Photo: Augusta Films.
As part of our "Mercredis de l'Institute" series, Institute fellow and scholar Hiie Saumaa will give a talk on the celebrated choreographer Jerome Robbins and his little-known lifelong role as a writer.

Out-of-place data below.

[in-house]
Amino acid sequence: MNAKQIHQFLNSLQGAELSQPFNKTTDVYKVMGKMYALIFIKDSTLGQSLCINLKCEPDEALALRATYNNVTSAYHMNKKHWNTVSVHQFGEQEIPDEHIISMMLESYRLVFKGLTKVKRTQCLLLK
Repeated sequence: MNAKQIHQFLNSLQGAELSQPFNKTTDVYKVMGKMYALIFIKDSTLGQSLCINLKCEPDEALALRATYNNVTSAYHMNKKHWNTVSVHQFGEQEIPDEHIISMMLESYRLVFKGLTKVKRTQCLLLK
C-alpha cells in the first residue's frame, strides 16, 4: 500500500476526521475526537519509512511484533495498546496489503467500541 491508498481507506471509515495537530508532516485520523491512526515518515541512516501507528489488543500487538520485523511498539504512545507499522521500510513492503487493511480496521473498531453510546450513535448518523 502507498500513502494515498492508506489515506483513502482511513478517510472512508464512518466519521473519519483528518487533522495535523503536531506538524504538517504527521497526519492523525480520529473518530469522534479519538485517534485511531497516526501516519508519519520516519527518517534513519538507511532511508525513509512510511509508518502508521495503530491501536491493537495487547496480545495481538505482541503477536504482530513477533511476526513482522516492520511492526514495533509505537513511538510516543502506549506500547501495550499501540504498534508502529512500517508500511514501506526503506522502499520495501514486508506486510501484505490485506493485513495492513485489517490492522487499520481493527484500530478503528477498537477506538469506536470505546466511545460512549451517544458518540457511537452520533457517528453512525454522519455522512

Jerome Robbins (1918-1998) is acclaimed as one of the most versatile and prolific American choreographers of the twentieth century who created both Broadway shows and ballets. Less well known is the fact that Robbins also wrote in multiple genres throughout his life. In this talk, I focus on Robbins’ personal letters, particularly his correspondence with the New York City Ballet dancer Tanaquil Le Clercq (1929-2000). This intensely affectionate exchange unfolded during the time when Le Clercq contracted polio in 1956, which ended her career as a dancer and cast her into a wheelchair for life. I shed light on these letters’ lyrical voice, as well as their humor, healing intent, writerly self-awareness, and visual characteristics. I set this analysis in conversation with the dance form of pas de deux and search for ways in which the letters and Robbins’ dances might be parallel explorations of intimacy, partnering, creativity, and loss.